Need to know: Scott Free London, the UK branch of Ridley Scott’s production vehicle Scott Free Productions, was set up by the legendary director in 2010. Former BBC Films executive Jack Arbuthnott was hired, initially to the development team before he was promoted to head of film in 2014. Ed Rubin joined from Origin Pictures in January 2017 as managing director, working across the film and TV slate.
Features to date have included Rowan Joffe’s psychological thriller Before I Go To Sleep with Nicole Kidman and Colin Firth; Christopher Smith’s Get Santa with Jim Broadbent; Sean Foley’s Mindhorn with Julian Barratt and BBC Films; Richie Mehta’s India In A Day, part of the company’s popular Life In A Day series of features that crowdsource video clips; and Eran Creevy’s thriller Welcome To The Punch, starring James McAvoy and Mark Strong. Jonas Akerlund’s Lords Of Chaos, about a teenager’s quest to launch Norwegian black metal in Oslo in the early 1990s, premiered in Sundance this year and also played the BFI London Film Festival. TV highlights have included Steven Knight’s period series Taboo, starring Tom Hardy and made by Scott Free alongside the actor’s production company Hardy, Son & Baker, with the BBC broadcasting in the UK and FX in the US.
Key personnel: Ed Rubin, managing director; Jack Arbuthnott, head of film; Kate Crowe, head of TV.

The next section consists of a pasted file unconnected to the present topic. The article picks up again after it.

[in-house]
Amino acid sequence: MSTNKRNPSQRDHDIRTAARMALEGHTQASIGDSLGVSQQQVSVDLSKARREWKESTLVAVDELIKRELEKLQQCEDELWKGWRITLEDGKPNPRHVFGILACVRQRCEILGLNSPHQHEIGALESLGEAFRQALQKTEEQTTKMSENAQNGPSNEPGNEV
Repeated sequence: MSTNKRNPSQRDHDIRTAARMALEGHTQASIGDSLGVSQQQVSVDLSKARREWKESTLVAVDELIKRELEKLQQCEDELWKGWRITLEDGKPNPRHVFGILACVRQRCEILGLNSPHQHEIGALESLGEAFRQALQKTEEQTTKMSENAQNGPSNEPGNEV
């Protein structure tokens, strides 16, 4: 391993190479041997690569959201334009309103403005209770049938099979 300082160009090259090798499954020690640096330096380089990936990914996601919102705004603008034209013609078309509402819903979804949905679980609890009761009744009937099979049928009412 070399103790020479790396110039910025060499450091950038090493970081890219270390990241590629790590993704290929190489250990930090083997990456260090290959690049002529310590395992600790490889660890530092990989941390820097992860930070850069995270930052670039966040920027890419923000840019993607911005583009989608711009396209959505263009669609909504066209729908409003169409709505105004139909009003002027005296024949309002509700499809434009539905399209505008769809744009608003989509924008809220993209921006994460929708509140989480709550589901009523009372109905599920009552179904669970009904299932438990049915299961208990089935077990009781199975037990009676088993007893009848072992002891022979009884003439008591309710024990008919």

Incoming: Scott Free has a wide-ranging and eclectic slate across film and TV. On the feature side, James Kent’s The Aftermath, with Keira Knightley and Alexander Skarsgard, is in post-production ahead of its release via Fox Searchlight in 2019.
Also in the works with Knightley is period black comedy The Other Typist — which she will produce and star in — based on the novel by Suzanne Rindell. Scott Free is now working on Sapiens: A Brief History Of Humankind, an adaptation of Yuval Noah Harari’s book, with Asif Kapadia directing and his outfit On The Corner co-producing. On the slate are Erotic Stories For Punjabi Widows with Film4, Balli Kaur Jaswal and Ursula Rani Sarma, and The German Child, the feature debut of writer/director Ben Chanan, again with Film4, set at the outbreak of the Second World War.
On the TV side, the second season of Taboo and Steven Knight’s A Christmas Carol for the BBC will both shoot next year. In development now is The Beast Must Die with writer Gaby Chiappe and the BBC, which is a five-part adaptation of the novel by Cecil Day-Lewis, and supernatural thriller The Hoarder with Tom Edge, again with the BBC.
Ed Rubin says: “We want our work to have an authored, distinctive voice, while still having mainstream appeal.”
Jack Arbuthnott says: “There has been a deep shift: the status quo feels quite different now from how it did 10 years ago. We have always tried to be nimble and opportunistic, and not have a pre-conceived idea of what we should be doing.”